Documents filed under Energy Policy from Washington
Renewable energy on the Pacific Northwest's electricity grid has increased substantially over the years, and this is leading to a number of problems. For the Pacific Northwest, renewable energy expansion truly means wind energy expansion because it is the closest to being market-competitive of all renewable energy sources. Wind power, like hydroelectric power, is clean (i.e., carbon-free in its production), and this remains a large part of policymakers' attraction to wind. While the negative aspects of wind power are apparent, they are often overlooked. Ever increasing wind generation will have a significant impact on the reliability and affordability of electricity in the Pacific Northwest that very well might outweigh any of the claimed environmental benefits. This consise report by the Cascade Policy Institute examines the costs and impacts of wind power integration in the Pacific Northwest.
This press release provided by the County Prosecutor's office of Kittitas County in Washington State discloses evidence of bias on the part of the Energy Facility Site Evaluation Council in its decision to recommend that Governor Christine Gregoire overrule the local authority and approve the Kittitas Valley Wind Power Project.
The November passage of Initiative 937 adds Washington to the states with renewable portfolio standards. Wind-powered generation is a resource of choice in meeting renewable standards, and it has been highly touted for its environmental benefits. Considered in isolation, the environmental benefits of a wind resource are undoubtedly warranted. However, it is misleading to consider wind on an isolated basis—that is, outside of the context of the full power-supply portfolio that is necessary to serve load. In the context of an integrated portfolio, much of the environmental benefit disappears and may even be non-existent as compared with other resource portfolio choices. In particular, a full assessment of the impact of wind resources on the environment necessitates a look at the energy consequences of adding wind-generation to an integrated portfolio in the context of meeting load. Accounting for energy, it is likely that there is no significant environmental difference between a resource portfolio adding wind generation and one adding high-efficiency combined-cycle gas turbines. It is also likely that the wind-based portfolio results in little reduction, if any, in the need for fossil fuels and therefore little reduction in the exposure to their price swings and environmental consequences. That is, the emissions and fossil-fuel impacts of a wind-based portfolio appear little better than a non-wind-based portfolio. Editor's Note: This paper makes a critically important point re. wind's purported environmental benefits, i.e. "...it is misleading to consider wind on an isolated basis—that is, outside of the context of the full power-supply portfolio that is necessary to serve load. In the context of an integrated portfolio, much of the environmental benefit disappears and may even be non-existent as compared with other resource portfolio choices." In short, wind's environmental benefits (if any) will be grid-specific depending on the emissions generated (if any) of the reliable generating source(s) required to back it up.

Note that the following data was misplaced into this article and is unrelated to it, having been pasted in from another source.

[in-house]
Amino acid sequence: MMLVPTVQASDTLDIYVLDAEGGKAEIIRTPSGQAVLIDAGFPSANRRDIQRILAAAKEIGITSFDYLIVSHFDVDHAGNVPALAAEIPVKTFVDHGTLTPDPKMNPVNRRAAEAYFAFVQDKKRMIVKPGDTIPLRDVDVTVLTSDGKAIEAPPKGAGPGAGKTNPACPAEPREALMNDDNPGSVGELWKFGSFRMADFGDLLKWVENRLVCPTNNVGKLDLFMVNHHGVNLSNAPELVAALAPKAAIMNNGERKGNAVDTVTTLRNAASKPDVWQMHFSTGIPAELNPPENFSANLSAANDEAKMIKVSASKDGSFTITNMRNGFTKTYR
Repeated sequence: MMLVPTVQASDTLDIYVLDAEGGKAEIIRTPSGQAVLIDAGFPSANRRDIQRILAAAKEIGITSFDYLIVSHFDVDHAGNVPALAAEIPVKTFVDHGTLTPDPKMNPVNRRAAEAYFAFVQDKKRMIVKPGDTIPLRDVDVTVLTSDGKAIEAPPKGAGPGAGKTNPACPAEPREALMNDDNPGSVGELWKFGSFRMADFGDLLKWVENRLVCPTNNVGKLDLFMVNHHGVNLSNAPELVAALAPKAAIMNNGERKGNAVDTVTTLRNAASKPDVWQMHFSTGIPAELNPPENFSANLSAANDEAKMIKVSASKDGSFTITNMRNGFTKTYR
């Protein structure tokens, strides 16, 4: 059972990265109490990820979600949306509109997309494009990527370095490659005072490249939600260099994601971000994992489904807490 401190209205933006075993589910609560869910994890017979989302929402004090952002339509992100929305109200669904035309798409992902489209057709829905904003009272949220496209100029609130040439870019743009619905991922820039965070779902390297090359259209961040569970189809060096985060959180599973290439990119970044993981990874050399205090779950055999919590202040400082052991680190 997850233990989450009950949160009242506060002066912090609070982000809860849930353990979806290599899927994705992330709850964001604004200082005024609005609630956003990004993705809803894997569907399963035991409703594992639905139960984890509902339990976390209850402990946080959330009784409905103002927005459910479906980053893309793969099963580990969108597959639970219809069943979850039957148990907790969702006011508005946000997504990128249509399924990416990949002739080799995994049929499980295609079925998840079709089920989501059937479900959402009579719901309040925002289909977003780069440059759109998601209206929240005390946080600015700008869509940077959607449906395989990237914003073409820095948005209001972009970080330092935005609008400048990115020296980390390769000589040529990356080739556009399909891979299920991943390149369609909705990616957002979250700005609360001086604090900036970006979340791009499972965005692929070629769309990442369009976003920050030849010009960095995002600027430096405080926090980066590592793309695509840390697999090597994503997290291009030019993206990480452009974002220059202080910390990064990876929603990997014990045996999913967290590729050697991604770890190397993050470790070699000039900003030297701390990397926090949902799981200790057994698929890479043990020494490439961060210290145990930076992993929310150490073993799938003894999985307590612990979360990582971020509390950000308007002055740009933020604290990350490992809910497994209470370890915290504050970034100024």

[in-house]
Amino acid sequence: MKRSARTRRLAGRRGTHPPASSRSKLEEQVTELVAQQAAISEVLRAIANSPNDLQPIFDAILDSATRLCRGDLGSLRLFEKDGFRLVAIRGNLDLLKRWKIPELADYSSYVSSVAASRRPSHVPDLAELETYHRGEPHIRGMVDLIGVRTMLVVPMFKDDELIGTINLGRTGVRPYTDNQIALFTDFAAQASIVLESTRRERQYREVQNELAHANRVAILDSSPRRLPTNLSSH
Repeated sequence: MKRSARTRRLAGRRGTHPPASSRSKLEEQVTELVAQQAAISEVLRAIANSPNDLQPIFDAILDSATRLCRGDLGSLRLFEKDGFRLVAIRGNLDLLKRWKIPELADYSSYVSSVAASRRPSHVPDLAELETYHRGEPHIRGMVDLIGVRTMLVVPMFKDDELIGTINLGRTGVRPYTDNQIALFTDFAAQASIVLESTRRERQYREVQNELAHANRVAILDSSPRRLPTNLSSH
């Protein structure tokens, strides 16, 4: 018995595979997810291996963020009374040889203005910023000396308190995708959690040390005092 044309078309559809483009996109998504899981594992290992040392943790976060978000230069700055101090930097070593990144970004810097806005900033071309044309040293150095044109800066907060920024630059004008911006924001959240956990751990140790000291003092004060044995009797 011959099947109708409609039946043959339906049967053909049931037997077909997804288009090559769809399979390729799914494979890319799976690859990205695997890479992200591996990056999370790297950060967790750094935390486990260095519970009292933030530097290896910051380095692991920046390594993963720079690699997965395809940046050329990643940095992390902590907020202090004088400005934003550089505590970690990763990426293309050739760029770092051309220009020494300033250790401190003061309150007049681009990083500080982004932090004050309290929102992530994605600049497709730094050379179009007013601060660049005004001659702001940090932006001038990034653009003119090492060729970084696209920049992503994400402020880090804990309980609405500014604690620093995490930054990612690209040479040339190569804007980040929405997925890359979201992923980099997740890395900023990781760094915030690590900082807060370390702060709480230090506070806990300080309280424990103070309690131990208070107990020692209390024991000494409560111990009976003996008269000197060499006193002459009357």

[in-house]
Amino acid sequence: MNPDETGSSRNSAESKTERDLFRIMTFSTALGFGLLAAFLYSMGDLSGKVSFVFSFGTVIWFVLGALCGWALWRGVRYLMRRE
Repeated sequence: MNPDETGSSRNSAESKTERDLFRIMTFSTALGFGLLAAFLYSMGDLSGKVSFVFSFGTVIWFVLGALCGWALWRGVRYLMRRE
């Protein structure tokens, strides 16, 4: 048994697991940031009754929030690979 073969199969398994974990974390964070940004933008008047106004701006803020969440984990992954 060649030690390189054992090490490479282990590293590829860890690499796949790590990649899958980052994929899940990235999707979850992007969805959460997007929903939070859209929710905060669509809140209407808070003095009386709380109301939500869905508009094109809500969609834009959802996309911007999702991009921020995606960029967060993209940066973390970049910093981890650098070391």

The Role of Wind Energy in a Power Supply Portfolio ....Wind is primarily an energy resource that makes relatively little contribution to meeting system peak loads. Even with large amounts of wind, the Northwest will still need to build other generating resources to meet growing peak load requirements.......But wind energy cannot provide reliable electric service on its own. When wind energy is added to a utility system, its natural variability and uncertainty is combined with the natural variability and uncertainty of loads. This increases the need for flexible resources such as hydro, gas-fired power plants, or dispatchable loads to maintain utility system balance and reliability across several different timescales. The demand for this flexibility increases with the amount of wind in the system.
Editor's Note Presented on October 20th during the 2006 Electric Market Forecasting Conference sponsored by EPIS, Inc. this addresses, in part, the issue of whether emissions are reduced with the addition of industrial wind energy. This is a large pdf file (8.55MB) and is available via the weblink below.
Recent demonstrations have targeted the four lower Snake River dams as unimportant and obsolete. This argument casually discards the fact that the dams generate enough electricity to energize a city the size of Seattle. At a time when concerns about climate change dominate headlines, our dams are emission and fuel free. Electric energy generated by the federal dams greatly reduces our dependence on imported oil and natural gas. Dams truly are our region’s home grown renewable energy resource.